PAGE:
Dr Emma Smith, senior science information officer at the charity, told the BBC: "We estimate that more than four in 10 cancers could be prevented by lifestyle changes, like not smoking, keeping a healthy weight, eating a healthy diet and cutting back on alcohol.

"Making these changes is not a guarantee against cancer, but it stacks the odds in our favour.

"It's vital that we continue making progress to detect cancer earlier and improve treatments, but helping people understand how they can reduce their risk of developing cancer in the first place remains crucial in tackling cancer."

Causes and Risk Factors

A few of these tumors may be related to a genetic condition.


It is important to accurately identify the nature of the tumor. If it is malignant, different and more aggressive treatment may be needed.

Imaging techniques such as magnetic resonance imaging (MRIs) can be used to see soft tissue tumors. MRIs will be done to help pinpoint the location of a tumor if a biopsy is to be done.

A biopsy is a procedure in which a sample of tissue is taken to be examined under a microscope. This examination helps determine whether the tumor is benign or malignant.


Most soft tissue tumors, fortunately, are made of fat (lipomas). They often occur just beneath the skin as a soft, painless mass, which grows slowly over months or years.

These tumors aren't dangerous to the patient. Often they don't need more than watching. If necessary, they can be removed with surgery.

Depending on the type of tumor you have, your doctor may or may not recommend surgery. Tumors are removed surgically with the goal of minimizing risk to surrounding normal blood vessels, nerves, muscle or bone.

Benign tumors of soft tissue are more common than benign tumors of bone. They can occur at almost any site, both within and between muscles, ligaments, nerves, and blood vessels. These tumors vary widely in appearance and behavior. Some tumors can be quite aggressive. Invasion of nearby tissues increases the chance of an incomplete excision and the possibility that the tumor will come back. Your surgeon may use specialized techniques and even radiation therapy to reduce the risk of recurrence.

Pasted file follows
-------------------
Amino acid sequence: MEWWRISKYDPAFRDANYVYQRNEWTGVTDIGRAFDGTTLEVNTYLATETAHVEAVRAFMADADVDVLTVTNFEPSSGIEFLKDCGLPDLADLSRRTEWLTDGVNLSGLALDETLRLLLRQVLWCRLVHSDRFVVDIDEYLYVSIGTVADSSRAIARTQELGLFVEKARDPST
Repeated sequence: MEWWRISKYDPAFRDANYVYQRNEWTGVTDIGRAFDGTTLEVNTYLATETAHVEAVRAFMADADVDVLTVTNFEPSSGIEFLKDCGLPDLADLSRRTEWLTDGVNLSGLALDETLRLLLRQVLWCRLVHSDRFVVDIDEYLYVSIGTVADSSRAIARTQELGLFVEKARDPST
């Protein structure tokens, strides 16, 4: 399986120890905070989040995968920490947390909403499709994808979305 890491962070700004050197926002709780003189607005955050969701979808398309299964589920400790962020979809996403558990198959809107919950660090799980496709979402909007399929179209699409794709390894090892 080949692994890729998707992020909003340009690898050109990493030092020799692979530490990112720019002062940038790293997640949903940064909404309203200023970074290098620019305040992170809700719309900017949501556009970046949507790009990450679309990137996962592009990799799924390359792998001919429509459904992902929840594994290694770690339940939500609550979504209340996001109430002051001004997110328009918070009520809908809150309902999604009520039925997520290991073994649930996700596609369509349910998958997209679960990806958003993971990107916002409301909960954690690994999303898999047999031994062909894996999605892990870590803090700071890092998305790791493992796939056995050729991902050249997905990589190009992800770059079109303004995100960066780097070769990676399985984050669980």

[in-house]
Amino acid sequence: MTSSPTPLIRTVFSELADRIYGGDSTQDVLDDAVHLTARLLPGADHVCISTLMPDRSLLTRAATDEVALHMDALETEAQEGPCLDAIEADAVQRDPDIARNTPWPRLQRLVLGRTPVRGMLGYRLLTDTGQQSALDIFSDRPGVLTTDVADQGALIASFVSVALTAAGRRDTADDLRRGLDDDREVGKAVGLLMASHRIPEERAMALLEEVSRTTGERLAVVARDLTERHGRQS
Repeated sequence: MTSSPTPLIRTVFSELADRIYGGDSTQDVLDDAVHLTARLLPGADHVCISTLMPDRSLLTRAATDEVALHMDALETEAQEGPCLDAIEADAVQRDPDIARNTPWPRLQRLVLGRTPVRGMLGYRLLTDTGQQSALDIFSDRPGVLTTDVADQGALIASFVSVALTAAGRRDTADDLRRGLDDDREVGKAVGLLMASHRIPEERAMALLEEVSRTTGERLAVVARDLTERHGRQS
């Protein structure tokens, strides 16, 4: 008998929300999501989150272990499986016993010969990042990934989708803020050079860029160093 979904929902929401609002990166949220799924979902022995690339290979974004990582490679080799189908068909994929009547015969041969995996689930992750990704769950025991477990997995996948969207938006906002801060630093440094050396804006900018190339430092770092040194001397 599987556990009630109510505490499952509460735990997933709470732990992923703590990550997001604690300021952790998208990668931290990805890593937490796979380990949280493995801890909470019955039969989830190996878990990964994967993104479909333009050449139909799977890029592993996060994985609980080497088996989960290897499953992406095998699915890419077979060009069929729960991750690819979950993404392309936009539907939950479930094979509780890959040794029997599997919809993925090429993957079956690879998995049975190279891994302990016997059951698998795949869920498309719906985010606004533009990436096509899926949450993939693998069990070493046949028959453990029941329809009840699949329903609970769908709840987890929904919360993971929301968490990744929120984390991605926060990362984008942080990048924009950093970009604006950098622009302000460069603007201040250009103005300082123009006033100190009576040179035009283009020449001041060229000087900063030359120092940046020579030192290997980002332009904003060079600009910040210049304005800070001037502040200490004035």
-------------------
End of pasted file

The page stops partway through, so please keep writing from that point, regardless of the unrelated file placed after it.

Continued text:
Among the most common tumors which can be classified as benign soft tissue tumors are lipoma, angiolipoma, fibroma, benign fibrous histiocytoma, neurofibroma, schwannoma, neurilemmona, hemangioma, giant cell tumor of tendon sheath, and myxoma. Some conditions, like nodular fasciitis, are not tumors, but may require similar treatment. A small number of these tumors may be related to an underlying inherited condition.

The majority of the tumors in this category are benign tumors of fat called lipomas. Lipomas frequently occur just beneath the skin as a soft painless bulge which grows slowly over a period of months to years. These tumors represent very little risk to the patient and can be adequately treated by a "marginal excision" which is commonly described as "shelling out the tumor." This type of treatment has a high rate of success. However, not all of these lumps need to be removed. Your physician may determine that the lipoma needs only to be observed. Some of these lipomas are deep below the fascia or with the muscle group. Care needs to be taken to distinguish these deep "lipomas" from cancers and lower grade cancers.